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From an RNA-seq experiment I have about 17000 gene ids for 2 sample conditions arranged according to their log2 fold changes when compared to a control. I need to annotate these, but I've never done annotation before and am wondering how to do this in R.

I'm interested in up and down regulation of the pathways of the involved genes. I'd love to get enrichment and p-value analysis too. I'm interested in whether or not a package similar to PANTHER exists in R for this analysis. I've been reading how different annotation programs can be better or worse; it seems PANTHER is much better than DAVID, so I was wondering if there is a package that provides PANTHER-like analyses in R.

There seems to be multiple packages available, are there any that stand out as being the best?

I'm primarily interested in human samples and annotated pathways.

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  • $\begingroup$ I've updated your question with that information. What gene IDs do you currently have (e.g., Ensembl, refseq, etc.)? $\endgroup$ – Devon Ryan Jun 12 '17 at 19:02
  • $\begingroup$ How do you define best? What do you want to know, the genes that are coordinated, the pathways that are down-regulated or up-regulated? You want a GSEA single-sample or whole sample, competitive or non-competitive? For me this question is like I have a list of number I want to do some operation to get the most important ones, which method is available? $\endgroup$ – llrs Jun 12 '17 at 19:31
  • $\begingroup$ @J0HN_TIT0R to answer a commenter use @ nickname. Please edit the question to include this new information. $\endgroup$ – llrs Jun 13 '17 at 6:55
  • $\begingroup$ As it stands, this question is not answerable. @J0HN_TIT0R you don't provide enough background information as to which function you are interested in and why.: this very much decides which enrichment and enrichment tool we can recommend. Also, questions about "the best tool" are discouraged on SE because they are primarily opinion-based. $\endgroup$ – Michael Schubert Jun 13 '17 at 15:41
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N.B., I'm avoiding discussion of "best", since that's more or less impossible to answer.

Your question can actually be divided into two:

  1. What's a good tool for pathways analysis (ideally in R)?
  2. What are good sources of pathway information?

For (1), there are a few different possibilities, but I prefer either roast or camera from limma or goseq (a stand-alone bioconductor package). Of those, I expect what roast or goseq are doing are the most similar to what panther is doing in the sense that they're not competitive. However, since genes do correlate with each other, I prefer competitive tests like that offered by camera.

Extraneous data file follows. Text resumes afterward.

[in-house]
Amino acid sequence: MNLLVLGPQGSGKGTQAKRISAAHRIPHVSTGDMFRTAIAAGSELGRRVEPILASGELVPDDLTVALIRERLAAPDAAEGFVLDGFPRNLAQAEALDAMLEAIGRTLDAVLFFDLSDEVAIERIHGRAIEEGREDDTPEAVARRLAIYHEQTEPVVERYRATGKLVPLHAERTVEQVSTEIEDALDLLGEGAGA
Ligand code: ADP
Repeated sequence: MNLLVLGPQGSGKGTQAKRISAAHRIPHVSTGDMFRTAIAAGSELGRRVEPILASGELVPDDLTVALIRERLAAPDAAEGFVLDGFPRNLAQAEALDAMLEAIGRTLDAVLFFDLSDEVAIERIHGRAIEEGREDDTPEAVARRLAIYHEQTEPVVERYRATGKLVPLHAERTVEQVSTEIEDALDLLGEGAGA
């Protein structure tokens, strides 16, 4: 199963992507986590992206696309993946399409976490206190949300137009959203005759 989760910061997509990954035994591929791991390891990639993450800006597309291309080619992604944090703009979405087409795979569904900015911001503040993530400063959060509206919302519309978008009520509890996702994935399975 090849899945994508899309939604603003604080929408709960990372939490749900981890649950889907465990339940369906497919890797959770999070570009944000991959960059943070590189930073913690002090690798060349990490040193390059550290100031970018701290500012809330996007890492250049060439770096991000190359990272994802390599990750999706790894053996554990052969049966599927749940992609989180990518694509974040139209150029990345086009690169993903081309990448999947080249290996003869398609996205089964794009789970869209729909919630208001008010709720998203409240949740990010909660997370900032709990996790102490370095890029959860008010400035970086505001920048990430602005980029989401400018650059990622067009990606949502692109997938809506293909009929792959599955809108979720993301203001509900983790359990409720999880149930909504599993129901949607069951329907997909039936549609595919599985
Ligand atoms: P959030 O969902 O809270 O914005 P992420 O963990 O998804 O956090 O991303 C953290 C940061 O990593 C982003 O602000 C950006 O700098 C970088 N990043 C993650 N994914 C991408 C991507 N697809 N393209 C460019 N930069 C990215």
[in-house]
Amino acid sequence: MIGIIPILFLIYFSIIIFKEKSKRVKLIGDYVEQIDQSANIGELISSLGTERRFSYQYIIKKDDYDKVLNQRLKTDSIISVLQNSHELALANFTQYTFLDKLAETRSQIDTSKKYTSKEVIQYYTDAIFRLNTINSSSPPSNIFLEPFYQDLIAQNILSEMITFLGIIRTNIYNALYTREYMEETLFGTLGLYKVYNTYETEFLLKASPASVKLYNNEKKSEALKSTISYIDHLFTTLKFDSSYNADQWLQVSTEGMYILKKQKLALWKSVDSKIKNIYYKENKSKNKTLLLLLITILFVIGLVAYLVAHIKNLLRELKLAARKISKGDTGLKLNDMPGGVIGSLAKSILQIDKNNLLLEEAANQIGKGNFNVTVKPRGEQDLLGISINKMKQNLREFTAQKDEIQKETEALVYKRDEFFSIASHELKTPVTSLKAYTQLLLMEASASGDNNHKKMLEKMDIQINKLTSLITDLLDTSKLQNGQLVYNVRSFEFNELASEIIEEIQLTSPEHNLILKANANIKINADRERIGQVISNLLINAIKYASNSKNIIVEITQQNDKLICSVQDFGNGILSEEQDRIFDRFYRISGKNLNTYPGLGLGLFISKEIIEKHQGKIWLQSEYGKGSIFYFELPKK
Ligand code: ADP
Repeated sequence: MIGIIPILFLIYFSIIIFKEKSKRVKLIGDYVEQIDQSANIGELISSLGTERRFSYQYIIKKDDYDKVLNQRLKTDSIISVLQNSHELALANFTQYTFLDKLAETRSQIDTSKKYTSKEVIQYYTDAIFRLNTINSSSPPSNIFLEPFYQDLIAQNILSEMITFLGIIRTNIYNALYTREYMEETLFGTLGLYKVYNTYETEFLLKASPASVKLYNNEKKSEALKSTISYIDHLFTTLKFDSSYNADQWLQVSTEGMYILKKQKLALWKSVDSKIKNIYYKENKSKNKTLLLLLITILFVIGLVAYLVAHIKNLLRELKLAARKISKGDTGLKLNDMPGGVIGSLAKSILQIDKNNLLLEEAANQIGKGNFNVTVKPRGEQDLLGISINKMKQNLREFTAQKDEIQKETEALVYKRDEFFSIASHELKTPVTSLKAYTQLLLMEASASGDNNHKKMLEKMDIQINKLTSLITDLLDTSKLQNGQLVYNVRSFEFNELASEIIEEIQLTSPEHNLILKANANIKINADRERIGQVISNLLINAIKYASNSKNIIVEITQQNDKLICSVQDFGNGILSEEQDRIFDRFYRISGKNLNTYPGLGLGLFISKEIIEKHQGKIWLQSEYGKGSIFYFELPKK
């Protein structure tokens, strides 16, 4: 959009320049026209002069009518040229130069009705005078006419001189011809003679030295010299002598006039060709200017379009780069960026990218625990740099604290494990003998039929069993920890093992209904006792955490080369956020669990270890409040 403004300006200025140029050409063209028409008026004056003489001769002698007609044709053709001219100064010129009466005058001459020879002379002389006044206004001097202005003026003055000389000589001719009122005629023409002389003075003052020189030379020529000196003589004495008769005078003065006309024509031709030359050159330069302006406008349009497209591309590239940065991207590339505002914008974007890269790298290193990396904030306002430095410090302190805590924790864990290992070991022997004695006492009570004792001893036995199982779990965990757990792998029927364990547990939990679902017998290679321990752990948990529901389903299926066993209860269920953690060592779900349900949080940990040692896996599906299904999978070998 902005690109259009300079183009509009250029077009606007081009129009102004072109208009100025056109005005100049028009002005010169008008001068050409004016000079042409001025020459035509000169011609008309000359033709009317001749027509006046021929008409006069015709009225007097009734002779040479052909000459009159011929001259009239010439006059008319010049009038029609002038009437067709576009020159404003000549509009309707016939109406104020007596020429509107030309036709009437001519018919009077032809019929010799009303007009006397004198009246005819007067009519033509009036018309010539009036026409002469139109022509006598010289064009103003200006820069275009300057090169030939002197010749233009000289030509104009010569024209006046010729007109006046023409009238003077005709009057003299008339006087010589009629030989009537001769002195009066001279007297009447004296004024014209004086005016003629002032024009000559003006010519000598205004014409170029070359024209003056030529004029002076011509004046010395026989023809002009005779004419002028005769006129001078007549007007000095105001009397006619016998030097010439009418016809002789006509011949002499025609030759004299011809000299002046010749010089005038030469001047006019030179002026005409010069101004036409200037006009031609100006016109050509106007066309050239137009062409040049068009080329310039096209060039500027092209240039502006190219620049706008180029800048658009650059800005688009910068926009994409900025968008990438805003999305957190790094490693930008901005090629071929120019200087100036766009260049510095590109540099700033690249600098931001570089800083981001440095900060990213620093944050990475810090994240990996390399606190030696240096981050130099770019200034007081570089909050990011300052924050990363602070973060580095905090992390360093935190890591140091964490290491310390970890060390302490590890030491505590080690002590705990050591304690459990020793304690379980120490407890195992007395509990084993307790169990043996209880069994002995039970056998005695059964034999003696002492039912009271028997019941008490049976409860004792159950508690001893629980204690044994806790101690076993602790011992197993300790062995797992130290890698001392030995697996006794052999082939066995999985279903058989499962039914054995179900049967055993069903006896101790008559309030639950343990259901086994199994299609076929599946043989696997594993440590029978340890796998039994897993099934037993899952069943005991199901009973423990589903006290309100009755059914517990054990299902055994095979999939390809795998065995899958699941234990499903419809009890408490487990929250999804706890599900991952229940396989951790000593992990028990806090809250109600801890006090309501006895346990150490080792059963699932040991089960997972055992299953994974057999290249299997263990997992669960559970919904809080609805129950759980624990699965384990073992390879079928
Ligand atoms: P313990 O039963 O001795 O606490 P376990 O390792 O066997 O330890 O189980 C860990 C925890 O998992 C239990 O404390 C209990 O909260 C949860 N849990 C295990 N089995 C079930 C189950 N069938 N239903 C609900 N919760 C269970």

For (2), your options are basically KEGG or reactome. KEGG is problematic, since you need a license for anything remotely recent (there are some R packages to get around this, but I haven't a clue how kosher they are legally). Given that, reactome might be your best bet.

Having written all of that, the best database out there is what IPA uses. This is a commercial product (I have no affiliation), but you can get a demo license that will work for a couple weeks at least. If you're doing analyses relatively often then it makes sense to spend a bit of cash on a license (maybe share with neighboring groups).

Regardless of what you use, you might also want to use pathview, which can produce easily interpretable plots related to pathway enrichment.

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    $\begingroup$ I kindly disagree with IPA being best (I thought you wanted to avoid 'best' in your answer). IPA is commercial and is not transparent, but a black box. You have to trust that the company did a good job making this database behind scenes, which is not really how science should be. Just my thoughts. $\endgroup$ – benn Jan 11 '18 at 8:27
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You requested a tool similar to PANTHER but in R. First, the PANTHER (Protein ANalysis THrough Evolutionary Relationships) tool does a classification based on evolutionarily related proteins, gene ontologies ( molecular function, and biological process) and pathways.

AFAIK there isn't a tool in R that integrates all these into one, but several packages do pieces of it. However, my observations after using it a couple of times is that is based a lot in gene ontologies. Gene Ontologies (GO) are not pathways, but the best tool I found for GO are topGO (A bit hard to use but useful to get insights on the biology) which test over representations of a term in a given list.

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I would go for the topGO package. The logical steps in your pipeline would be:

1) Build a matrix with the following variables:

|gene_ID|GO_ID|GO_term_description| You can enter a list of uniprot IDs to uniprotkb and retrieve the GO annotations for each gene in your list/file

2) filter that list for the genes that were captured in your differential expression analysis even tho they are not differentially expressed. This filter is defined by DESeq/Sleuth by "at least 4 read counts in at least 49% of the libraries"

3)Define this gene list as gene_universe

4) define your gene set and get the gene_IDs and if possible, also a ranked score (p-val/FDR) of the genes you are interested in

5) plot the graphs and get tables of enriched GO terms (these would be ranked by p-value without need of performing correction analysis

Note: you are going to need some data manipulation functions; I would read the "tidyverse" documentation

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